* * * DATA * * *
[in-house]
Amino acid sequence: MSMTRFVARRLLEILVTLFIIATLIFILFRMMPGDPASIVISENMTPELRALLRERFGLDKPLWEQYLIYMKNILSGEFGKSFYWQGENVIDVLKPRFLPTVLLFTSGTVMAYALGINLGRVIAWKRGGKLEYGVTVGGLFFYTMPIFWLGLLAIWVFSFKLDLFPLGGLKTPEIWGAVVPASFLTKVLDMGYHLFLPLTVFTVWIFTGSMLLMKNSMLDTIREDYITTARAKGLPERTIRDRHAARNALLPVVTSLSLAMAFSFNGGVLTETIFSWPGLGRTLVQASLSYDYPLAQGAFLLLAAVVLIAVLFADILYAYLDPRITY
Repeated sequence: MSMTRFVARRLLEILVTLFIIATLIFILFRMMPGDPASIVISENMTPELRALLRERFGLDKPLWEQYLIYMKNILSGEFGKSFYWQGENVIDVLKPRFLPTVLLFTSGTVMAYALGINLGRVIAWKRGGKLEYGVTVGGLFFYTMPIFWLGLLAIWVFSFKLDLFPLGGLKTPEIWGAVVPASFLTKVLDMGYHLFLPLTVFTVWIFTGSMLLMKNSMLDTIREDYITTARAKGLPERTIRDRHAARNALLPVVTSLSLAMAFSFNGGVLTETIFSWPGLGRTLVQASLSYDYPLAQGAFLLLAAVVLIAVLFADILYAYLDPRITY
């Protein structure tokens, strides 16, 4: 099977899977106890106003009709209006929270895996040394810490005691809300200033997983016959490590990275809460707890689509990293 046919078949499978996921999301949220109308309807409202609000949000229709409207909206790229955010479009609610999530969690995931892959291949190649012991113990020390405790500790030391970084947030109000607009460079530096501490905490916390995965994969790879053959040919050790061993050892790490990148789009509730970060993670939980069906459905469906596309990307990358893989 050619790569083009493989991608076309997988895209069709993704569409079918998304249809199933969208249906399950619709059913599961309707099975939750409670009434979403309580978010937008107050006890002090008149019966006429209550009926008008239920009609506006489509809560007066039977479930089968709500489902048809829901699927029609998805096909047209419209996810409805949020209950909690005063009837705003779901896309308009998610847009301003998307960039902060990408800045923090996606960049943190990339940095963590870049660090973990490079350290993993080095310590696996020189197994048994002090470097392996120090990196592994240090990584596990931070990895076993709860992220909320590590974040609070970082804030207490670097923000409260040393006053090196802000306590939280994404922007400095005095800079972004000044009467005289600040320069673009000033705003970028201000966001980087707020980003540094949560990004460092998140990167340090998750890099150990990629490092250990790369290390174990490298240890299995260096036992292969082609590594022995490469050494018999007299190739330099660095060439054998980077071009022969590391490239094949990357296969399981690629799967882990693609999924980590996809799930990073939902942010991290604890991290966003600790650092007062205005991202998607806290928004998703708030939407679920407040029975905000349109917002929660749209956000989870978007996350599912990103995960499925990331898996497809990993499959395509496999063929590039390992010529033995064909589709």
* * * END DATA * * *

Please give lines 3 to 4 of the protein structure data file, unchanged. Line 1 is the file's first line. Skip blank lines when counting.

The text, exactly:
Repeated sequence: MSMTRFVARRLLEILVTLFIIATLIFILFRMMPGDPASIVISENMTPELRALLRERFGLDKPLWEQYLIYMKNILSGEFGKSFYWQGENVIDVLKPRFLPTVLLFTSGTVMAYALGINLGRVIAWKRGGKLEYGVTVGGLFFYTMPIFWLGLLAIWVFSFKLDLFPLGGLKTPEIWGAVVPASFLTKVLDMGYHLFLPLTVFTVWIFTGSMLLMKNSMLDTIREDYITTARAKGLPERTIRDRHAARNALLPVVTSLSLAMAFSFNGGVLTETIFSWPGLGRTLVQASLSYDYPLAQGAFLLLAAVVLIAVLFADILYAYLDPRITY
């Protein structure tokens, strides 16, 4: 099977899977106890106003009709209006929270895996040394810490005691809300200033997983016959490590990275809460707890689509990293 046919078949499978996921999301949220109308309807409202609000949000229709409207909206790229955010479009609610999530969690995931892959291949190649012991113990020390405790500790030391970084947030109000607009460079530096501490905490916390995965994969790879053959040919050790061993050892790490990148789009509730970060993670939980069906459905469906596309990307990358893989 050619790569083009493989991608076309997988895209069709993704569409079918998304249809199933969208249906399950619709059913599961309707099975939750409670009434979403309580978010937008107050006890002090008149019966006429209550009926008008239920009609506006489509809560007066039977479930089968709500489902048809829901699927029609998805096909047209419209996810409805949020209950909690005063009837705003779901896309308009998610847009301003998307960039902060990408800045923090996606960049943190990339940095963590870049660090973990490079350290993993080095310590696996020189197994048994002090470097392996120090990196592994240090990584596990931070990895076993709860992220909320590590974040609070970082804030207490670097923000409260040393006053090196802000306590939280994404922007400095005095800079972004000044009467005289600040320069673009000033705003970028201000966001980087707020980003540094949560990004460092998140990167340090998750890099150990990629490092250990790369290390174990490298240890299995260096036992292969082609590594022995490469050494018999007299190739330099660095060439054998980077071009022969590391490239094949990357296969399981690629799967882990693609999924980590996809799930990073939902942010991290604890991290966003600790650092007062205005991202998607806290928004998703708030939407679920407040029975905000349109917002929660749209956000989870978007996350599912990103995960499925990331898996497809990993499959395509496999063929590039390992010529033995064909589709």